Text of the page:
Pictured is a group of surgeon working

For the third time this week, you’re witnessing a concerning situation. Minutes after arriving at the hospital for a scheduled surgery, a patient is experiencing crippling anxiety. He or she is showing signs of nausea, breathlessness, and a rapid heartbeat. You desperately hope you can calm your patient down before he or she bolts out of the hospital. If you can relate to this scenario, you’re likely familiar with the following common causes of patient stress in the operating room.

Anesthesia Anxieties

Anesthesia anxieties vex many patients in the operating room. This is especially the case for those patients undergoing surgery for the first time in their lives. Some patients fear medical professionals won’t be able to wake them after surgery. Others worry the anesthesia administered to them won’t be effective. They’re concerned they’ll wake up during the middle of a procedure.

Surgeon Error Concerns

Besides anesthesia anxieties, surgeon error concerns plague some patients. For instance, a patient undergoing knee surgery might fear his or her surgeon will operate on the wrong knee. Or, a person facing bariatric surgery may worry his or her surgeon will sew up a pair of scissors in his or her stomach.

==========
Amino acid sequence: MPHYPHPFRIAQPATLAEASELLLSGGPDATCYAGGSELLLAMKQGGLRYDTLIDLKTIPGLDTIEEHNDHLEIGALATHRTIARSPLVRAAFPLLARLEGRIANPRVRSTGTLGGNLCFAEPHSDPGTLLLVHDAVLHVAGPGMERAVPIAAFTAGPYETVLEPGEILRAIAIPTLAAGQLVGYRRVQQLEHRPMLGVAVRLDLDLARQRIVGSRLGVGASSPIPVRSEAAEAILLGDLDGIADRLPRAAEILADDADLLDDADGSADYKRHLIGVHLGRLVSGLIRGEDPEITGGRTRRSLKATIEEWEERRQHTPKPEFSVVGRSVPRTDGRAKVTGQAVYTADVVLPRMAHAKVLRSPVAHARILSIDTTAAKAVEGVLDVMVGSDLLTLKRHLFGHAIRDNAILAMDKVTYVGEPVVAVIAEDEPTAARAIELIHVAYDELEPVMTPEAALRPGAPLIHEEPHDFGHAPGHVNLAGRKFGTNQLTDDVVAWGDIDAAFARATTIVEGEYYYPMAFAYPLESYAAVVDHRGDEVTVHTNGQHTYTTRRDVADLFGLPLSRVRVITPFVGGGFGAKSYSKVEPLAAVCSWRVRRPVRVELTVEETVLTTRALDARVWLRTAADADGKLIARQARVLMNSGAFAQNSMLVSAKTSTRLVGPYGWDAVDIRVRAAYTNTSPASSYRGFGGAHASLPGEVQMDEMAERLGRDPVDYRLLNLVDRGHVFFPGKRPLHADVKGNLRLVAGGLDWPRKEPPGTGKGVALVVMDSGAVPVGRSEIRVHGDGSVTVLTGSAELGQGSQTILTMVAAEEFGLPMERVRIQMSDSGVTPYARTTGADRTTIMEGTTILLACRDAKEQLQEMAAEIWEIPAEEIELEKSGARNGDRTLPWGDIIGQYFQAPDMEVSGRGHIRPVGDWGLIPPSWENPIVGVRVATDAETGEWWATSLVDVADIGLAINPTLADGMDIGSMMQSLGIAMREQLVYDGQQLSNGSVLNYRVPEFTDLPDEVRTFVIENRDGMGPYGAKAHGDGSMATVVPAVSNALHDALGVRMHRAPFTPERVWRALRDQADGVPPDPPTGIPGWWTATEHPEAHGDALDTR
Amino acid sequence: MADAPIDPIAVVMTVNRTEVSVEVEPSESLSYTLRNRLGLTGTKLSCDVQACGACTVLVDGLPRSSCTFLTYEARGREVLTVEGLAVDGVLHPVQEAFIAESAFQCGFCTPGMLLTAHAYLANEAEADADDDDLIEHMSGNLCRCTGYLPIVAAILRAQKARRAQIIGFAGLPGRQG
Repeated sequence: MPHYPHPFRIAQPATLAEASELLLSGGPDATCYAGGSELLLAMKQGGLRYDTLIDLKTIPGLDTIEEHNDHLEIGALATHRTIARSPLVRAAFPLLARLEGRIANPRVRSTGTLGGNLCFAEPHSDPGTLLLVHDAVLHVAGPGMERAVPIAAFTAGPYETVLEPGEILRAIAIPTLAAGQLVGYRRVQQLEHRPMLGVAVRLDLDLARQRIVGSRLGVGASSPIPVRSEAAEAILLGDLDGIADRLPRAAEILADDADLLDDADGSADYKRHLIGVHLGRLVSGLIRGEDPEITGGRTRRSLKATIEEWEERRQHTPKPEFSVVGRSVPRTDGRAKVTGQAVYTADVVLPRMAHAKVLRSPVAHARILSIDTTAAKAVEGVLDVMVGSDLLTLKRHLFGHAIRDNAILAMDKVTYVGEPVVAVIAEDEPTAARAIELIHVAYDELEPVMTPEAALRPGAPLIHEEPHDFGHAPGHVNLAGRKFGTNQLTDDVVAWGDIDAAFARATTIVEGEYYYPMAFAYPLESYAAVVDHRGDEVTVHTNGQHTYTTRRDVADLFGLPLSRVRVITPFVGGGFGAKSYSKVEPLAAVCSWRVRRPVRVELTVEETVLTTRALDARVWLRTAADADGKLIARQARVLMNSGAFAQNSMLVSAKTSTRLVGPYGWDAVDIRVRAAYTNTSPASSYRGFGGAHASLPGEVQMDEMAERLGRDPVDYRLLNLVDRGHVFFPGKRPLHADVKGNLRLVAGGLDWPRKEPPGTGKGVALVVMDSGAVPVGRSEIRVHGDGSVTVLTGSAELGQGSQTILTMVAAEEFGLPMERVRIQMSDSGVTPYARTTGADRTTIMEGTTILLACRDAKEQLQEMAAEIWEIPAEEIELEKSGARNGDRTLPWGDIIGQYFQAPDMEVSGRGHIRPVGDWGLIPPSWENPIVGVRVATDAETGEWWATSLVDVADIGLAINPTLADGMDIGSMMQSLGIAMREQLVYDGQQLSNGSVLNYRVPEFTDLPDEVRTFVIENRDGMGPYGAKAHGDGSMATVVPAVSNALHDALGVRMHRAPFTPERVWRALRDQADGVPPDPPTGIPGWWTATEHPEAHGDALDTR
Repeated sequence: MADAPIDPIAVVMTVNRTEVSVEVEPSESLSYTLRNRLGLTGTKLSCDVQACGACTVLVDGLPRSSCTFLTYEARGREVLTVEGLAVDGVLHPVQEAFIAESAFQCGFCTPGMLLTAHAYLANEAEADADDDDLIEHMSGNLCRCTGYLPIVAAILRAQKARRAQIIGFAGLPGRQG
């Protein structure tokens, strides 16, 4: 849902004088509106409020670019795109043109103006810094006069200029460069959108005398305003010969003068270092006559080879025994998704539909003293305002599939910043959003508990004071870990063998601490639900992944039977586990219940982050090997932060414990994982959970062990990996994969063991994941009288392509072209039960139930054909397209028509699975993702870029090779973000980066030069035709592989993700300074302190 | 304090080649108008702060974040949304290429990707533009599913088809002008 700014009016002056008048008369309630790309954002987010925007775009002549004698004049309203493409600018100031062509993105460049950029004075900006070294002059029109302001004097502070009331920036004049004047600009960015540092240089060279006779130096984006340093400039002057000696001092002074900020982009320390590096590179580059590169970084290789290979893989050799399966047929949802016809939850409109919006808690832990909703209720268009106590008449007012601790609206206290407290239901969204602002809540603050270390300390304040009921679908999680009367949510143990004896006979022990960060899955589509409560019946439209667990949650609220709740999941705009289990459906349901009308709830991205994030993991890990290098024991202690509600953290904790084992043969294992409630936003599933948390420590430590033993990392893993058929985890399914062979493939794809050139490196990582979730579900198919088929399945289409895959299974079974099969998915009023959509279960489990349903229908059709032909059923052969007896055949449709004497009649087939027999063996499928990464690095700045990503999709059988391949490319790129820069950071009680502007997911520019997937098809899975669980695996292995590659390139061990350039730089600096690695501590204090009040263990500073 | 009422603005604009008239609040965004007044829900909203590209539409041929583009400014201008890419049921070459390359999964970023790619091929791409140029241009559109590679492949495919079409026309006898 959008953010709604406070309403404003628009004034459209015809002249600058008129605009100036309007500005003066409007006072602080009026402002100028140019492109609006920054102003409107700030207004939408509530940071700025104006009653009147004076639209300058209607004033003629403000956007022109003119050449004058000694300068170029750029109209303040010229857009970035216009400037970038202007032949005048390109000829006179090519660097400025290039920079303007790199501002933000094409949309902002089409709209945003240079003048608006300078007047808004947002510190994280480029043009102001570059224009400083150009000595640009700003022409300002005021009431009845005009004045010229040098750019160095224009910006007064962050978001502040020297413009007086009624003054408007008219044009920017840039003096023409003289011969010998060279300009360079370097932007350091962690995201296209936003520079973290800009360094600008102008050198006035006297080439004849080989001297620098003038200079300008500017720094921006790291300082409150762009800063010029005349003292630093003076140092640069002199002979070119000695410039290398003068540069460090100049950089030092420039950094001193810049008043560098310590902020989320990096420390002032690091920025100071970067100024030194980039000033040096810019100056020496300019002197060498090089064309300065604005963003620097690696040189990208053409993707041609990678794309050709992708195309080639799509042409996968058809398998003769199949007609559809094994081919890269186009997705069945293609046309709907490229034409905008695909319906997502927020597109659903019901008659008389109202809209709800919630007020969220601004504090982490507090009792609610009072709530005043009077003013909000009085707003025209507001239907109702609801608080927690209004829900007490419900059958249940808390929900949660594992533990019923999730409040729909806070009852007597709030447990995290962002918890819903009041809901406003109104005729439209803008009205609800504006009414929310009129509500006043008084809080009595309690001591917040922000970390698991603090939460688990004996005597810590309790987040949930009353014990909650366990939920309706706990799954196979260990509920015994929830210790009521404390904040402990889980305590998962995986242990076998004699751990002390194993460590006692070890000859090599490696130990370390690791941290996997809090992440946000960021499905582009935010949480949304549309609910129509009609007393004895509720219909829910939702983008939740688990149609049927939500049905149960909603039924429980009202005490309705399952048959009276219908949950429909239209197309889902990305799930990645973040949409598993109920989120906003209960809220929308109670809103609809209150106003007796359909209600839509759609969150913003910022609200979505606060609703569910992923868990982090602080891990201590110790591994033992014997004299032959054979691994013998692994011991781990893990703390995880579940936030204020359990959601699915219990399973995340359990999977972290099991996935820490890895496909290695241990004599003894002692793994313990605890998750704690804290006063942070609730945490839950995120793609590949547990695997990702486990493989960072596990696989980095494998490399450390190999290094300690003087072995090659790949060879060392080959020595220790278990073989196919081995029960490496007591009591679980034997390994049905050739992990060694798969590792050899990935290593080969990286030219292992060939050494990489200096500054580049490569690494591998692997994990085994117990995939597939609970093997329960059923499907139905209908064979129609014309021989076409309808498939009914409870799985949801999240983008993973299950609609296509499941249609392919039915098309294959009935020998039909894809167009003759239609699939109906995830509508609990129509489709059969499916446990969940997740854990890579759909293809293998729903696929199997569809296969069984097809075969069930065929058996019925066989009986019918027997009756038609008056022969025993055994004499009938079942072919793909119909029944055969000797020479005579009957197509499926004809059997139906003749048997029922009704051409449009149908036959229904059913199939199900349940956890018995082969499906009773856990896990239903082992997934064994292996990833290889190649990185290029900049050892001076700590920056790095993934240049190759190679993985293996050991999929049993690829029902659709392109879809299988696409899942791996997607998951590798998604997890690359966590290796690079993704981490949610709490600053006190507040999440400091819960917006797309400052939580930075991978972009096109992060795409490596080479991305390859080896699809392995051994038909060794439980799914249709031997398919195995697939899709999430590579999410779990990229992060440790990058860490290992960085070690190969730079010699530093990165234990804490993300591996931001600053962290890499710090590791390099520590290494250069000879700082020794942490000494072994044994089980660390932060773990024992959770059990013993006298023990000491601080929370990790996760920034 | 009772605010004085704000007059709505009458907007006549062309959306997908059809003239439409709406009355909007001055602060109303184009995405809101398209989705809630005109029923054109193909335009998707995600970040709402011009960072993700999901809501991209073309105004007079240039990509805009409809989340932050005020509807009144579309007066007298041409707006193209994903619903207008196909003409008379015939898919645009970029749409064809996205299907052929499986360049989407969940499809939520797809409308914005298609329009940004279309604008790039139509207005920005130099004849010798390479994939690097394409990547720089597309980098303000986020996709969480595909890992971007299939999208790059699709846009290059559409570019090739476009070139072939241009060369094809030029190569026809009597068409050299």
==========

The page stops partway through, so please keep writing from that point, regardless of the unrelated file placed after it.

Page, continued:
Post-Operative Pain Fears

Regardless of whether they’re undergoing a minimally invasive procedure or a life threatening, complex surgery, some patients become overwhelmingly fearful about post-operative pain. A portion of these individuals worry the pain they will experience might prevent them from properly caring for themselves. Some patients may fear they’ll become addicted to narcotics due to experiencing pain for an extended period of time.

Patient stress in the operating room is a very real phenomena. By understanding the root causes of your patients’ anxieties, you can develop successful strategies to help these individuals overcome their fears.

Check back to learn more about how to make your patients feel at ease in the operating room!

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